October 12, 2015

"I am so glad I live in a world where there are Octobers"...

As Anne (with an "e") so aptly observed in Anne of Green Gables, October is such an amazing month.  My family celebrates the autumn splendor each year with a trip to Blue Mounds State Park, where the highest elevation in southeastern Wisconsin promises views all the way to Iowa!  As we hiked the trails yesterday a few favorite poems came to mind--I hope you enjoy them all.  

Happy Monday!

"If you wish to count the Scarlet Oaks, do it now. In a clear day stand thus on a hill-top in the woods, when the sun is an hour high, and every one within your range of vision, excepting in the west, will be revealed." (Thoreau, from "Autumnal Tints")

Nature’s first green is gold, 
Her hardest hue to hold. 
Her early leaf’s a flower; 
But only so an hour. 
Then leaf subsides to leaf. 
So Eden sank to grief, 
So dawn goes down to day. 
Nothing gold can stay. 
~~Robert Frost 

Another year gone, leaving everywhere
its rich spiced residues: vines, leaves,
the uneaten fruits crumbling damply
in the shadows, unmattering back
from the particular island
of this summer, this NOW, that now is nowhere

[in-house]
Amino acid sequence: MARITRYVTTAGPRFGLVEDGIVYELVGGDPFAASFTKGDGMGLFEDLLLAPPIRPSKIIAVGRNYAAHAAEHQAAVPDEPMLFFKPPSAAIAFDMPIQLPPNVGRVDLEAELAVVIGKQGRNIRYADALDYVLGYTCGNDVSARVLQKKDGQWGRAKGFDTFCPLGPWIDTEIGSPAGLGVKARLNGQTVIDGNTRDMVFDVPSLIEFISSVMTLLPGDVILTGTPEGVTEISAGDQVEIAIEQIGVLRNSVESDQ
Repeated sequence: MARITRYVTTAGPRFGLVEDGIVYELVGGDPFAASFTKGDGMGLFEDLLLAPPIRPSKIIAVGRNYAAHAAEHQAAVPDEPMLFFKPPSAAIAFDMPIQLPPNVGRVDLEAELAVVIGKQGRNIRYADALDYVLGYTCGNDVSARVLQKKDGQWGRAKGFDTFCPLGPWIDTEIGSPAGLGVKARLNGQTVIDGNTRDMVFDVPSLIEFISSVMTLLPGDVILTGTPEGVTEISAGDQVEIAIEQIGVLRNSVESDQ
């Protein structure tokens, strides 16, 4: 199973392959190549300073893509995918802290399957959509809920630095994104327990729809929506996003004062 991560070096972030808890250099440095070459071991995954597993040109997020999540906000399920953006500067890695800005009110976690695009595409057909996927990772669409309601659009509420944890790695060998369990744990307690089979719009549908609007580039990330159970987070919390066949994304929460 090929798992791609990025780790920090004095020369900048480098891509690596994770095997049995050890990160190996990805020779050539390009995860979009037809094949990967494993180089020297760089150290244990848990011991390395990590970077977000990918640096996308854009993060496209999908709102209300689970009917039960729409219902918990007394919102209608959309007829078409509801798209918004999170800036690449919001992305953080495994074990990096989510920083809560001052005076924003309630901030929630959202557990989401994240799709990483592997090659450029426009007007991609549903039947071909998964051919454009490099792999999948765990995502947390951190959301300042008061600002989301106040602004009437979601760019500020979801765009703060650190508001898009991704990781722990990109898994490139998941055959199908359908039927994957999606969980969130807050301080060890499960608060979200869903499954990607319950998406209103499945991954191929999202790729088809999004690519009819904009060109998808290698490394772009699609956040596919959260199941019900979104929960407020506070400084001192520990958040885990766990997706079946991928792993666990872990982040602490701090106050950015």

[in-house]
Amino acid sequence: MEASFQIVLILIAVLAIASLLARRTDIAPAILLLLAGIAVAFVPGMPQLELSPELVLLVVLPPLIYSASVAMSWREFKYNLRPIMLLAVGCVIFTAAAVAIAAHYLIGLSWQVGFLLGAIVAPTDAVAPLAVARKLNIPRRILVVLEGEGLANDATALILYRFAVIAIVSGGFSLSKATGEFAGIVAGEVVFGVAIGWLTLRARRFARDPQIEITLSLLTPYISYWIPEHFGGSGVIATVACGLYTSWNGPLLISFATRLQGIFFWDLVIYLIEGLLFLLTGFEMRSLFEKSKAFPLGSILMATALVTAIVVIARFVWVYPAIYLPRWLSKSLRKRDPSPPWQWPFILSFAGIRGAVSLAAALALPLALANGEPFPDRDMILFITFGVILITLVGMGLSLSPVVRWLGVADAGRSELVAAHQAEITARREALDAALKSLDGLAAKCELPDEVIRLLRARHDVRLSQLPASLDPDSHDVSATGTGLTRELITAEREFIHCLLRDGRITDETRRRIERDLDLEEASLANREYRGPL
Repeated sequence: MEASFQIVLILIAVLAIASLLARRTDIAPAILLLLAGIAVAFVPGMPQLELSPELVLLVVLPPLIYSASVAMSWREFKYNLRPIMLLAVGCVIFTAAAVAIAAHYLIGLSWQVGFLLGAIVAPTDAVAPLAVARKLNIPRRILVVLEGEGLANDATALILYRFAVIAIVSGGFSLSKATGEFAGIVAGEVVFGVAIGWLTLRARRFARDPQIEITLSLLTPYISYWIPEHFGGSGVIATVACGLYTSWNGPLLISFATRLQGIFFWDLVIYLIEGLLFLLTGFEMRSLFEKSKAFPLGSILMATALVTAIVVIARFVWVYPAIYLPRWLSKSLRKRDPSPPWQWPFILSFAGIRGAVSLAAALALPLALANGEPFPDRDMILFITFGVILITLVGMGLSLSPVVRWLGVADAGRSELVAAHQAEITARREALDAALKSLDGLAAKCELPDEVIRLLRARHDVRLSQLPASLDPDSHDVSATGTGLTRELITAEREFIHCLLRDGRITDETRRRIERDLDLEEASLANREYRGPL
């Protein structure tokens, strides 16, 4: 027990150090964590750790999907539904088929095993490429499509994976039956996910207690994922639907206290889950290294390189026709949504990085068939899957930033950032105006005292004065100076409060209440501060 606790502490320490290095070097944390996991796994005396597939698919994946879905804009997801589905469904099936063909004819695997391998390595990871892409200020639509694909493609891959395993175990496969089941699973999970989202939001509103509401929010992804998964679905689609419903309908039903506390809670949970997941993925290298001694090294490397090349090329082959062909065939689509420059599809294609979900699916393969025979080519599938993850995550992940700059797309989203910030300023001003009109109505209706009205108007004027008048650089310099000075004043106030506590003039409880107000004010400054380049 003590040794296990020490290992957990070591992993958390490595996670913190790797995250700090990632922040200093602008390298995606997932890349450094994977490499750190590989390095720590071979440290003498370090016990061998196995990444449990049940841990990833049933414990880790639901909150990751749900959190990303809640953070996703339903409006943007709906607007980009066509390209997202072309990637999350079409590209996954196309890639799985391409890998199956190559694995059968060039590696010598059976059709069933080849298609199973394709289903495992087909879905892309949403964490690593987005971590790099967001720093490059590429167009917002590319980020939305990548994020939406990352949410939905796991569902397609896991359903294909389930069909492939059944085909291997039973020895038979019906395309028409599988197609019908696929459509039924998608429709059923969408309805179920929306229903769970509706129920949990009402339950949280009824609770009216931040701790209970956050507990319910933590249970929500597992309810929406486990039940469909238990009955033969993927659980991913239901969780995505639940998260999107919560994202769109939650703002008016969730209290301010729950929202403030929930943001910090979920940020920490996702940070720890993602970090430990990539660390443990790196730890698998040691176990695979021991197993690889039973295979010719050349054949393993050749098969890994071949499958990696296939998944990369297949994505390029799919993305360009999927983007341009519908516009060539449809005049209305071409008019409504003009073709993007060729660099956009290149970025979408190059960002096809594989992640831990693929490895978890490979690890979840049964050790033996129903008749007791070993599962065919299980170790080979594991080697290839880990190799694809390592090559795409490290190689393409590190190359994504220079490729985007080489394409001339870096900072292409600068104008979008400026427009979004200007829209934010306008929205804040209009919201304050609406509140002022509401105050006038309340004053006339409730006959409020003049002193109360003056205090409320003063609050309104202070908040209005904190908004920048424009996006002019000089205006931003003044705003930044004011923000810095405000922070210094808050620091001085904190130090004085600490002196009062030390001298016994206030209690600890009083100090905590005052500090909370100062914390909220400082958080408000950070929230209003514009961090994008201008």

except underfoot, moldering
in that black subterranean castle
of unobservable mysteries – - -roots and sealed seeds
and the wanderings of water. This
I try to remember when time’s measure
painfully chafes, for instance when autumn
flares out at the last, boisterous and like us longing
to stay – - – how everything lives, shifting
from one bright vision to another, forever
in these momentary pastures.

~~Mary Oliver

The morns are meeker than they were,
The nuts are getting brown;
The berry’s cheek is plumper,
The rose is out of town.
The maple wears a gayer scarf,
The field a scarlet gown.
Lest I should be old-fashioned,
I’ll put a trinket on.

~~Emily Dickinson

Every leaf speaks bliss to me, fluttering from the autumn tree... 
 ~~Emily Bronte

I cried over beautiful things knowing no beautiful thing lasts.

The field of cornflower yellow is a scarf at the neck of the copper sunburned woman, 
       the mother of the year, the taker of seeds.

The northwest wind comes and the yellow is torn full of holes, new beautiful things 
       come in the first spit of snow on the northwest wind, and the old things go, 
       not one lasts.
~~Carl Sandburg 

Autumn, the year's last, loveliest smile...

~~William Cullen Bryant

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